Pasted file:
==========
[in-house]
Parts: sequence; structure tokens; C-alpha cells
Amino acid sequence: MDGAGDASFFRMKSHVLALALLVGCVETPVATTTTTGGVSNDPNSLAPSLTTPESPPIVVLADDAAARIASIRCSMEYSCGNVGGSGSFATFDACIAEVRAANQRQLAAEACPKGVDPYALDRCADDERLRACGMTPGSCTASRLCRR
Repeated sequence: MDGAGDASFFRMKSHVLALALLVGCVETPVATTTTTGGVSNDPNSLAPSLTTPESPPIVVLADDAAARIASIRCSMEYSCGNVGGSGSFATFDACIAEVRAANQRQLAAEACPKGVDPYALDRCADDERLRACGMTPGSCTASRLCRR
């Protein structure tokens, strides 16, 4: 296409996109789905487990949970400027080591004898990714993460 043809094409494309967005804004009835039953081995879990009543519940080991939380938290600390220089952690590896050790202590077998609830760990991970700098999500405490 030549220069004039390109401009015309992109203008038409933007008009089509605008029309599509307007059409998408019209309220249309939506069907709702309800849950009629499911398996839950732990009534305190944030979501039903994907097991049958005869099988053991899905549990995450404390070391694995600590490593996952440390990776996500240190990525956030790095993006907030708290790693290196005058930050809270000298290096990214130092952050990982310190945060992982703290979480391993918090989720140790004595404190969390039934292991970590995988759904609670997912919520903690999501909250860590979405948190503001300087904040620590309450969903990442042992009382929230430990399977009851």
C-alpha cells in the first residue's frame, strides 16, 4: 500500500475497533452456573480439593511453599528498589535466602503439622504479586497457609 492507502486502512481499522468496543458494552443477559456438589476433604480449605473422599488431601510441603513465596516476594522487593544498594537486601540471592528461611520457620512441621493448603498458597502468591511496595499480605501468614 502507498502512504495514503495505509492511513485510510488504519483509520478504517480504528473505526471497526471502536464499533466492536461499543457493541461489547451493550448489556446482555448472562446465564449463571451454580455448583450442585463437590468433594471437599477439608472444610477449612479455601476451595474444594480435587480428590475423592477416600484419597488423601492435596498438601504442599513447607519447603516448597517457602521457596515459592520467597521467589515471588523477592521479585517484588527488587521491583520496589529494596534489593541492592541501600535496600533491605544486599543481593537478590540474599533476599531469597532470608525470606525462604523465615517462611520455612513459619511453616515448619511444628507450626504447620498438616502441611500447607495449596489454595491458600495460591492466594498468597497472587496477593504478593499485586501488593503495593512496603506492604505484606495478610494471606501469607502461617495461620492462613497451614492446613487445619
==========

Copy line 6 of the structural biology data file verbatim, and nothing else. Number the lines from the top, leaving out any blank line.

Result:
C-alpha cells in the first residue's frame, strides 16, 4: 500500500475497533452456573480439593511453599528498589535466602503439622504479586497457609 492507502486502512481499522468496543458494552443477559456438589476433604480449605473422599488431601510441603513465596516476594522487593544498594537486601540471592528461611520457620512441621493448603498458597502468591511496595499480605501468614 502507498502512504495514503495505509492511513485510510488504519483509520478504517480504528473505526471497526471502536464499533466492536461499543457493541461489547451493550448489556446482555448472562446465564449463571451454580455448583450442585463437590468433594471437599477439608472444610477449612479455601476451595474444594480435587480428590475423592477416600484419597488423601492435596498438601504442599513447607519447603516448597517457602521457596515459592520467597521467589515471588523477592521479585517484588527488587521491583520496589529494596534489593541492592541501600535496600533491605544486599543481593537478590540474599533476599531469597532470608525470606525462604523465615517462611520455612513459619511453616515448619511444628507450626504447620498438616502441611500447607495449596489454595491458600495460591492466594498468597497472587496477593504478593499485586501488593503495593512496603506492604505484606495478610494471606501469607502461617495461620492462613497451614492446613487445619